Janet & Stewart Farrar

Janet and Stewart Farrar

Janet and Stewart Farrar

Stewart and Janet Farrar were initiated by Alex Sanders into a Gardnerian-derived form of British Traditional Wicca. In 1971, Stewart and Janet left Sanders’ coven to found their own coven. They met Doreen Valiente and became two of the most influen­tial Wiccan authors, starting with The Witches Way (1984), which fleshed out some of the philosophy of Wicca.

The Farrars devoted a chapter to a Jungian interpretation of Wiccan ritual: “Every Witch would be well advised to study the works of Carl Gustav Jung. … Jung’s ideas strike an immediate chord with almost every Witch who turns serious attention to them.” They went on to define the purpose of Wicca as the integra­tion of conflicting aspects of the individual psyche and the integration of the individual psyche with the “Cosmic Psy­che.” They also compared ritual to dreams, as both involve commu­nication between the unconscious and the ego: “In dreams, the necessary communication between Unconscious and Ego is initiated by the Unconscious. In ritual, it is initiated by the Ego.” They then proceeded to explain such Jungian con­cepts as the Collective Unconscious, the archetypes, the anima and animus, and synchronicity.

The Farrars went on to publish The Witches’ Goddess (1987) and The Witches’ God (1989), which describe various feminine and masculine archetypes, such as the “Earth Mother,” the “Bright and Dark Mother,” the “Triple Goddess,” the “Son/Lover,” the “Vegetation God,” and the “Horned God.” In The Witches’ Goddess, the Farrars wrote that “[e]very good Witch, and particularly every good High Priestess, has to be something of a psychologist.” While the Farrars insisted the archetypes are “real” and the gods “exist,” they nevertheless adopted a prag­matic or psychological attitude to the question:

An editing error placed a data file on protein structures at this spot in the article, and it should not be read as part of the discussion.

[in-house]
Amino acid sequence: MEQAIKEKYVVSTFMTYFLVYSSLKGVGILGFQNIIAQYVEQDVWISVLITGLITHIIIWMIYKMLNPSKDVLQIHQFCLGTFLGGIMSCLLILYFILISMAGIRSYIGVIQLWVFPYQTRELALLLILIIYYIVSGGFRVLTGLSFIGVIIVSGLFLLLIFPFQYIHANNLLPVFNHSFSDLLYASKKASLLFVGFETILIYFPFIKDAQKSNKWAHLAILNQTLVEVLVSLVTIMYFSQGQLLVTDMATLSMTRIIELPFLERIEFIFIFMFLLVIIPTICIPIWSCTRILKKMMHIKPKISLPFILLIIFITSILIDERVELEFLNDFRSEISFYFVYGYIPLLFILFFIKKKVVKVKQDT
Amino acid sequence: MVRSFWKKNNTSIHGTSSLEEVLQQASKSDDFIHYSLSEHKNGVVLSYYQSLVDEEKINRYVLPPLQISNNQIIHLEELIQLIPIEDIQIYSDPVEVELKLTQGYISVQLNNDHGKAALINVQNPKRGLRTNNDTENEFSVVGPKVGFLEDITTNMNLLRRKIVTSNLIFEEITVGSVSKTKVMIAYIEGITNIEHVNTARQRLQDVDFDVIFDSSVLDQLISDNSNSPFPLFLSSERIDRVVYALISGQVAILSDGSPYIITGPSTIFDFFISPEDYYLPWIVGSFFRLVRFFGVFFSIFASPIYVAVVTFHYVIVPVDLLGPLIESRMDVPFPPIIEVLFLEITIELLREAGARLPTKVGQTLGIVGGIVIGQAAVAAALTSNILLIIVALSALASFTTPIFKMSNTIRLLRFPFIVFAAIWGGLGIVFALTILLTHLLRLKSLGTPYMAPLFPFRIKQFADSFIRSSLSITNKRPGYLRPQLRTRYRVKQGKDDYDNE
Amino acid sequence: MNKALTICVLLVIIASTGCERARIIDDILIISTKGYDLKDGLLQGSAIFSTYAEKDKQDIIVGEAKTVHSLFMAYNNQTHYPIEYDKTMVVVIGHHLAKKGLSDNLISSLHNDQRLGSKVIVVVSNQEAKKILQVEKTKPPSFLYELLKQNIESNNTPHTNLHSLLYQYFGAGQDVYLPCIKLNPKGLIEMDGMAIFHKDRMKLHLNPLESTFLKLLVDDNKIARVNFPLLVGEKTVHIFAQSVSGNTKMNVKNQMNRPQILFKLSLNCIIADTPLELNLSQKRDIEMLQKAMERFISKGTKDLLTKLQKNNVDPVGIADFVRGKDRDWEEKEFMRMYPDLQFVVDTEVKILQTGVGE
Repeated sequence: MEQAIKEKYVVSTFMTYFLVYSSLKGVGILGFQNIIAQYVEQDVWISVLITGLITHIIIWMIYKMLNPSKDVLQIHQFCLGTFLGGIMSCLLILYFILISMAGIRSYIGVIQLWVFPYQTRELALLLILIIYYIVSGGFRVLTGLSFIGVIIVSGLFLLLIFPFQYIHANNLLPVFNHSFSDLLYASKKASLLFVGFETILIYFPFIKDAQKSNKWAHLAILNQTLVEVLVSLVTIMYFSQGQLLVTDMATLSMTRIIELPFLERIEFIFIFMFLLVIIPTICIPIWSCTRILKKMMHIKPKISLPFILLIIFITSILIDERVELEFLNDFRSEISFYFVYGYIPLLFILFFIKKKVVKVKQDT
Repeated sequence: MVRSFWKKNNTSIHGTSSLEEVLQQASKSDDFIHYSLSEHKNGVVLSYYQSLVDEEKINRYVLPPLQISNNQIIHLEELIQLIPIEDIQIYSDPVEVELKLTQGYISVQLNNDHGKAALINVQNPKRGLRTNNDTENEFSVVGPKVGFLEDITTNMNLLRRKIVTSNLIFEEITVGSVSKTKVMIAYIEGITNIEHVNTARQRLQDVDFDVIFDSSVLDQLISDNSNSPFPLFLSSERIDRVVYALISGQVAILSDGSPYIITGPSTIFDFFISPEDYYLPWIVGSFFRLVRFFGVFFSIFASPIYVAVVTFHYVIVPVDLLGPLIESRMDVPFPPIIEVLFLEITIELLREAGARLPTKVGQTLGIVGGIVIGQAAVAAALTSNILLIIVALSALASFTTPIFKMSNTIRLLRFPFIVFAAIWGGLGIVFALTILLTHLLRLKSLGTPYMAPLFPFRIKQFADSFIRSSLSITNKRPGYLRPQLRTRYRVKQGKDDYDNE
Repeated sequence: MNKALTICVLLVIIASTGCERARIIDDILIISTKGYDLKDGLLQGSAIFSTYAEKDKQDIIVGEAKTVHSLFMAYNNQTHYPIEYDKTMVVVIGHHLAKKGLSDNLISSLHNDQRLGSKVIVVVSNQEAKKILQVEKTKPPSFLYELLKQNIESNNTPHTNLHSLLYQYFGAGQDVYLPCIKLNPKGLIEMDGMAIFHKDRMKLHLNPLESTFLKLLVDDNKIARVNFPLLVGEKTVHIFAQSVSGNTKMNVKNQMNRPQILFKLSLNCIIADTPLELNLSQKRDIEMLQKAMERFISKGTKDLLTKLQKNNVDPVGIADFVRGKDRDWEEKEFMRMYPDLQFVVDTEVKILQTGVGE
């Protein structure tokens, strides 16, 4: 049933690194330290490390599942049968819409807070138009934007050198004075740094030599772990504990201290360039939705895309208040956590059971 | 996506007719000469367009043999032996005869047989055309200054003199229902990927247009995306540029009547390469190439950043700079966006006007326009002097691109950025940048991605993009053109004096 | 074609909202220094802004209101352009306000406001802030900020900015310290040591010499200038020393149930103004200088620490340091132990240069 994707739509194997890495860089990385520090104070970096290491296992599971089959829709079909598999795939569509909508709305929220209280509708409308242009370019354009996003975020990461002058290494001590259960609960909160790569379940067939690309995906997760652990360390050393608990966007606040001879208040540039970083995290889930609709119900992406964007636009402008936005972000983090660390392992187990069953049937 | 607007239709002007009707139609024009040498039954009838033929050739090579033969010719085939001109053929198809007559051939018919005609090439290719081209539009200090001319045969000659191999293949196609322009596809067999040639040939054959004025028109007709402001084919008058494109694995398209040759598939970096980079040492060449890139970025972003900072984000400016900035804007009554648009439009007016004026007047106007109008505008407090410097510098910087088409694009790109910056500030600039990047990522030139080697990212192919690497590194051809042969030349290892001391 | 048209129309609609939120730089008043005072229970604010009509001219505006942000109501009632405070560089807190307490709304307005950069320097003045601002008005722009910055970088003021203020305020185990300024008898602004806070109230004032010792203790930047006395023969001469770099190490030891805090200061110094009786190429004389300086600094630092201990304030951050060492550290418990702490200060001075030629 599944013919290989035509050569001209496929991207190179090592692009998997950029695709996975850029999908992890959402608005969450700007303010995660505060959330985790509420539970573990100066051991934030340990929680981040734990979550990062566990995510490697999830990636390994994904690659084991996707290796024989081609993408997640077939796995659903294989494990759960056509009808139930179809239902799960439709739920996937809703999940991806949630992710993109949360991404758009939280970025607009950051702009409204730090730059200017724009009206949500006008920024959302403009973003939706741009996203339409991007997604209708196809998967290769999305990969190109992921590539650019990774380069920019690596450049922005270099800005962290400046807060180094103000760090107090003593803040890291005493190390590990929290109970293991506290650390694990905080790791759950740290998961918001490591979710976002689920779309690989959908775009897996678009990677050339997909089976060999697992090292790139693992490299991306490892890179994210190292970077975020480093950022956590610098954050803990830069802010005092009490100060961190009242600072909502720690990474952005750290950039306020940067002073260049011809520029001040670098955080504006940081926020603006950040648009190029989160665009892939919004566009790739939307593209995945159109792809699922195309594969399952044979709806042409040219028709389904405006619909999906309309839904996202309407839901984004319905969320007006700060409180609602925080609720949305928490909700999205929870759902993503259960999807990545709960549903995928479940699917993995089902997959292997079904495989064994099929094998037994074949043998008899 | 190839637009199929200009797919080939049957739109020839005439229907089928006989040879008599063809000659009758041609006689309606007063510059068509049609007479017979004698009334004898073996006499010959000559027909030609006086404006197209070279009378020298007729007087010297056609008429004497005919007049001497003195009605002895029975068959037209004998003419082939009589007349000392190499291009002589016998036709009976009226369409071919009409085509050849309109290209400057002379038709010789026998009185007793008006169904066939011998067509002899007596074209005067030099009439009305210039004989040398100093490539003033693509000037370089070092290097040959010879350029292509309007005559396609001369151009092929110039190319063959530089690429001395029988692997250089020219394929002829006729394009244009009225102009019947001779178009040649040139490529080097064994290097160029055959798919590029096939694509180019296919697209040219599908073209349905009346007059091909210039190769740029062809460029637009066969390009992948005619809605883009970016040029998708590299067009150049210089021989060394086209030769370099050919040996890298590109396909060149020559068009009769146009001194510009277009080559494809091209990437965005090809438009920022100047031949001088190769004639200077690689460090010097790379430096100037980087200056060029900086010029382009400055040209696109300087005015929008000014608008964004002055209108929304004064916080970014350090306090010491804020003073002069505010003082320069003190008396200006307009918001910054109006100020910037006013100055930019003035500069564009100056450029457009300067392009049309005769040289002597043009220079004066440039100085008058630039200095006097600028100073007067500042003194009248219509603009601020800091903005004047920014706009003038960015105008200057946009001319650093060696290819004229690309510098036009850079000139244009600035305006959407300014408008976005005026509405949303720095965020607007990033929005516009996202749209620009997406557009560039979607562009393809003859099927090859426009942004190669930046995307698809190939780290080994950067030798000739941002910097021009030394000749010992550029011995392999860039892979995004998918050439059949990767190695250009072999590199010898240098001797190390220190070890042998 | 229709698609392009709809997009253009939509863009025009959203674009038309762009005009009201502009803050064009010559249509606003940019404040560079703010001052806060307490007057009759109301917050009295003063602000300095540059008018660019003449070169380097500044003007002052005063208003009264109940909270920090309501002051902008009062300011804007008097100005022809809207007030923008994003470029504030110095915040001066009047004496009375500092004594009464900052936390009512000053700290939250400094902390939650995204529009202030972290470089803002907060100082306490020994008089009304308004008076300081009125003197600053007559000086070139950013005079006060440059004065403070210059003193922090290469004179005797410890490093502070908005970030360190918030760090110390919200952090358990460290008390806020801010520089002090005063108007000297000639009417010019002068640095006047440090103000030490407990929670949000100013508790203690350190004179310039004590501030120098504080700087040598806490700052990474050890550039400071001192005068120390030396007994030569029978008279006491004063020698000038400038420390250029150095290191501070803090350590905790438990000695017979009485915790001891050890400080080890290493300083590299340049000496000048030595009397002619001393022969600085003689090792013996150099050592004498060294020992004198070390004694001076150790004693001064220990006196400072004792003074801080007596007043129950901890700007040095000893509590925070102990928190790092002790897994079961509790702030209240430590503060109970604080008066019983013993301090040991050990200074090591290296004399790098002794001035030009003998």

“To the age-old question, ‘Are the Gods real?’ … the Witch answers confidently, ‘Yes.’ … But from the point of view of the psychic value of myth, ritual and symbolism, the somewhat surprising answer to the question is, ‘It doesn’t matter.’ Each [person] can worry out for himself or herself whether archetypal God-forms were born in the human Collective Unconscious or took up residence there (and elsewhere) as pied-a-terre from their cosmic home—their importance to the human psyche is beyond doubt in either case, and the techniques for coming to healthy and fruitful terms with them can be used by believ­ers and non-believers alike.

“Voltaire said: ‘If God did not exist, it would be neces­sary to invent him.’ That remark can be taken as cynical; but it can also be rephrased: ‘Whether the archetypal God-forms are cosmically divine, or merely the living foun­dation-stones of the human psyche, we would be wise to seek intercourse with them as though they were di­vine.’ Myth and ritual bring about nourishing communi­cation with the Archetypes, and because of the nature and evolution of the human psyche, the symbol­ism of myth or ritual—their only effective vocabulary—is basically religious.”

Updated 2019

 

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